This is my problem with the Gaddis book – he refuses to lay blame upon the West for its inability to stop Stalin before it was too late. If you accept the beginning of the story, it is easy to follow the rest of the history as it plays out. Clearly once safely in power behind his buffer states, Stalin was free to act as he wanted, for he did not have to answer to an electorate that would keep him in power. The purges behind the Iron Curtain continued and the rest is the history that Gaddis presents to us in a spectacular fashion. Having read his previous works, I am not certain as to why Gaddis took this approach. Within a zero-sum game, there are always multiple actors; not just one person controls the game. Choices are made by all sides. To now just affix blame on one actor simply makes little sense. Even as vile and ruthless as Hitler was, historians have little trouble placing some of the blame for World War II on German appeasement by England and France. How can Gaddis not do the same? While much of the information that Gaddis uses does show that Stalin did create many of the situation that the West had to deal with, at every step, Stalin (and eventually Khrushchev) would back away when faced with strong opposition from the West. Gaddis does point to Greece and the Middle East as geopolitical examples of British and American success, but we must ask ourselves, did Stalin really want this land or was he seeing just how far he could wander outside of his safety zone? I for one believe the latter.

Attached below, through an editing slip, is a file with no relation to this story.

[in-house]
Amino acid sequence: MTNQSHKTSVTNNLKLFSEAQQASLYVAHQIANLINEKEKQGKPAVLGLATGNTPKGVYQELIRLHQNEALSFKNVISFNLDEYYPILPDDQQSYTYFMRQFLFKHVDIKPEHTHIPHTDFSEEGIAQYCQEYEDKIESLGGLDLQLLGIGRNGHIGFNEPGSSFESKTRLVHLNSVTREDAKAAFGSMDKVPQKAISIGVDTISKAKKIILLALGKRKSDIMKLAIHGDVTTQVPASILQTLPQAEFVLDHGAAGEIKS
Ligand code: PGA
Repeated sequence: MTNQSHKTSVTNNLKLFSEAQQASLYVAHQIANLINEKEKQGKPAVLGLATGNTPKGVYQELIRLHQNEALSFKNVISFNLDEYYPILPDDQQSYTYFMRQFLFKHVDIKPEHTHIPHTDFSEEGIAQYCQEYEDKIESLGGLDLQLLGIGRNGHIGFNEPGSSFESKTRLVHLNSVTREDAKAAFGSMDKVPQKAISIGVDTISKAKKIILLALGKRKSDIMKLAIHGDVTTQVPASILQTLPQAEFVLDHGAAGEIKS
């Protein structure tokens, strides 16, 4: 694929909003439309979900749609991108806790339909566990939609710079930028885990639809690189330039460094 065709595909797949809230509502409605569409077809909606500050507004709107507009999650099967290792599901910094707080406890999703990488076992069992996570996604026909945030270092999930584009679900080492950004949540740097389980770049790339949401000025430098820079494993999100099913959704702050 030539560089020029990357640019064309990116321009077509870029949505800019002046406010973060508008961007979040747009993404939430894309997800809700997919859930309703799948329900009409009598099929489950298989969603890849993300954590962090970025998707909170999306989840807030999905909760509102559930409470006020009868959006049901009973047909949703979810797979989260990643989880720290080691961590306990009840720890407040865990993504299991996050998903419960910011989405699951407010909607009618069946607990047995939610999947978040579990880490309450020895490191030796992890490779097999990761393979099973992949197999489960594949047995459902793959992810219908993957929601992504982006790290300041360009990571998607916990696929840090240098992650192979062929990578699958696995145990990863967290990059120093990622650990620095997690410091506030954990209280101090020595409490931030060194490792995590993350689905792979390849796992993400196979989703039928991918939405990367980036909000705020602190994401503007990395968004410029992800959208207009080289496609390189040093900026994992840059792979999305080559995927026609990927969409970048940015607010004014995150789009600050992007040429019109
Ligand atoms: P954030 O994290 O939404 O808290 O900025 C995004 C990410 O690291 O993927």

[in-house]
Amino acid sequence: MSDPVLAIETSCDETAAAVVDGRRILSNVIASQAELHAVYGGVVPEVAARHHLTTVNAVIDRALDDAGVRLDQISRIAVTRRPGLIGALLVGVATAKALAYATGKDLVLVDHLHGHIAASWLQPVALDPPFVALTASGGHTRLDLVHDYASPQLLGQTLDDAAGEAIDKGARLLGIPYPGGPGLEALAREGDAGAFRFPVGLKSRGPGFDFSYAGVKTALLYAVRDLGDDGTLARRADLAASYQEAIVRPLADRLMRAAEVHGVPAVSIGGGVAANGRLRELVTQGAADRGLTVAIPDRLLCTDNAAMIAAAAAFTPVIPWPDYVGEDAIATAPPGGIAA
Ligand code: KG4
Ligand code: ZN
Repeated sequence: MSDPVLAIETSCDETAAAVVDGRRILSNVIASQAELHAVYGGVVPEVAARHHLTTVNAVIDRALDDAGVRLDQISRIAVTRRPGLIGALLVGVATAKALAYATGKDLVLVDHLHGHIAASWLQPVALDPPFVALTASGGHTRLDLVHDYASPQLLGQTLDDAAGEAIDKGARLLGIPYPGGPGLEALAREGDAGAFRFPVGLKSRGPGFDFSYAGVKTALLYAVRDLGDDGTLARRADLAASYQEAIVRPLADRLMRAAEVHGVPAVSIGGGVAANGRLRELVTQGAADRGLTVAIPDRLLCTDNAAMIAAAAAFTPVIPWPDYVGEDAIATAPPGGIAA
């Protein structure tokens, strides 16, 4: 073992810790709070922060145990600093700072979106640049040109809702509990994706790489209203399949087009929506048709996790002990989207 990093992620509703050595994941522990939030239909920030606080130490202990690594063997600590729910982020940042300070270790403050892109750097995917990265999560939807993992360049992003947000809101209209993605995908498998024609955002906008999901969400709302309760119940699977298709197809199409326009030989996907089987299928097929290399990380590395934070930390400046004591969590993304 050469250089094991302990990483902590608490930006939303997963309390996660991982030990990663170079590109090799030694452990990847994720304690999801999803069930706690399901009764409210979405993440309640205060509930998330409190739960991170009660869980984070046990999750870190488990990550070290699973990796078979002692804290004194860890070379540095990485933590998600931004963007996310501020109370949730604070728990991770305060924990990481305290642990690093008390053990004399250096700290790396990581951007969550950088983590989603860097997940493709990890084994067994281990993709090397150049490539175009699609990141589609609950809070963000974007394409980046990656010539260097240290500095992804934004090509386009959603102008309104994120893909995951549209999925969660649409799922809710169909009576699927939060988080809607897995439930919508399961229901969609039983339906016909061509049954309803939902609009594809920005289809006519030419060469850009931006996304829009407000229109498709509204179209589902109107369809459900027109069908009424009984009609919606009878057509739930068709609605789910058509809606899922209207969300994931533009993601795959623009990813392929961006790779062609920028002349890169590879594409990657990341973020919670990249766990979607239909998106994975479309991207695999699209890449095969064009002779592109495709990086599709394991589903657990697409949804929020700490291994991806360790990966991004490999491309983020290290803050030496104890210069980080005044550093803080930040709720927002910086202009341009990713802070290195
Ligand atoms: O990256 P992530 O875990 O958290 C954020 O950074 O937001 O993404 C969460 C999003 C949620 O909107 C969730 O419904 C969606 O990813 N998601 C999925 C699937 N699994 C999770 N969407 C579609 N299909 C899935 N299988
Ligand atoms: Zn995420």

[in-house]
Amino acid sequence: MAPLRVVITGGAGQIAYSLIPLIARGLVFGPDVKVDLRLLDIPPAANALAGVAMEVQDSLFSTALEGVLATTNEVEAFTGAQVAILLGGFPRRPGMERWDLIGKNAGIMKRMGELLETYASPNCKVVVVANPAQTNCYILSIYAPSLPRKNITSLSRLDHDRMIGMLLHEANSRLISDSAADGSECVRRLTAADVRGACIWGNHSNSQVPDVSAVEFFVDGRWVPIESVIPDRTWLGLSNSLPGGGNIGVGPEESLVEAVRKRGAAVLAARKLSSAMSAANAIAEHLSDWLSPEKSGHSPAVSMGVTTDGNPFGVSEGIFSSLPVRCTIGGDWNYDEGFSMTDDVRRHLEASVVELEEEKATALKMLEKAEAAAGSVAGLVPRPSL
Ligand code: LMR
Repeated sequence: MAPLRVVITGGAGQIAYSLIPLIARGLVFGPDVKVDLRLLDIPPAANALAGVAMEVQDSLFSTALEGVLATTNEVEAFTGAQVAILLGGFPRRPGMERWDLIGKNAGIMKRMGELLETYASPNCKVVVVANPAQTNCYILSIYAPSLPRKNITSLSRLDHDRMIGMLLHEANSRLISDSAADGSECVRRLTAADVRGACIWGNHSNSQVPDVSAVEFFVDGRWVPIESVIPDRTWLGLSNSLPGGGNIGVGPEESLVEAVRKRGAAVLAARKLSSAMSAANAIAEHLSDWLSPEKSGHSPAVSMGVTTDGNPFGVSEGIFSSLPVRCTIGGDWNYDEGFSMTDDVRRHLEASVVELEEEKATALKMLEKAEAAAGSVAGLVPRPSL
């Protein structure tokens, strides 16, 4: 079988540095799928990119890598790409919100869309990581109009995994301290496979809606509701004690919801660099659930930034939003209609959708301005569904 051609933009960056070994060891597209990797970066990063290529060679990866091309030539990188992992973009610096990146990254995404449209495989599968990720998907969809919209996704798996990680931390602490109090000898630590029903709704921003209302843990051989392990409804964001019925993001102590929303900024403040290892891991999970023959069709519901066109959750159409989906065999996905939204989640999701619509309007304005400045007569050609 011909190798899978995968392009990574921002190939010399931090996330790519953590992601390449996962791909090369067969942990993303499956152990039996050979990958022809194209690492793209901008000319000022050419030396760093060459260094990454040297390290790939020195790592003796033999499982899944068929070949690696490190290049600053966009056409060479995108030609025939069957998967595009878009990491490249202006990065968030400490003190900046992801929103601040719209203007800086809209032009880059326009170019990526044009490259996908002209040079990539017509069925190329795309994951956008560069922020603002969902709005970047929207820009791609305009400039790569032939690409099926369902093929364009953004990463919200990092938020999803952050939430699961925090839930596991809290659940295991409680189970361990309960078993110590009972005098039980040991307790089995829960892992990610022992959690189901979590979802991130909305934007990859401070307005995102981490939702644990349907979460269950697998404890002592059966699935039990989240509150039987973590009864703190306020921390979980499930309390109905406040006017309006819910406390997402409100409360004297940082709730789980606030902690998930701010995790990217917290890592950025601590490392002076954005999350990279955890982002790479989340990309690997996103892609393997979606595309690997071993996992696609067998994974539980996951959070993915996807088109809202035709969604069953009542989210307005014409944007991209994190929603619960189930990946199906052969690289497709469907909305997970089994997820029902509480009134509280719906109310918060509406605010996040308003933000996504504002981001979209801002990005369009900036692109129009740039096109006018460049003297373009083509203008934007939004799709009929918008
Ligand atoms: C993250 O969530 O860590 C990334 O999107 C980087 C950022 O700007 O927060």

Overall, Gaddis does an excellent job in gathering and interpreting much of the new information that has been released from the former Soviet Union by putting it into context of American reaction and policy development. With this, I have no problem – the amount of new information is staggering and will continue to be examined and re-examined for decades to come. Where much of Gaddis’s prior work was done from a Western perspective, in We Now Know, Gaddis steps away from this perspective and attempts to look at the world from the Soviet (Stalin) perspective. While he does do a good job of this, Gaddis forgets that the Soviets were interacting with the West. He needs to blend both perspectives together instead of just focusing on one side. With his concluding remarks in “the Long Peace,” Gaddis warns us that “history…has a habit of making bad prophets out of both those who make and those who chronicle it. It tends to take expectations and turn them upside down; it is not at all tolerant of those who would seek too self-confidently to anticipate its future course.” Maybe Gaddis should have taken some of his own advice when writing We Now Know. If Gaddis is going to now argue for a multidimensional examination of the Cold War, he cannot simply lay blame on one individual, no matter how evil that man may be.

While this book is excellent as an example of post-revisionism, its use would be limited to either an upper level undergraduate history class or a graduate seminar in either history or political science. Much of the information that is presented by Gaddis assumes a tremendous amount of prior knowledge about the Cold War. High school student would find little use with this book, having too little prior knowledge to make sense of it.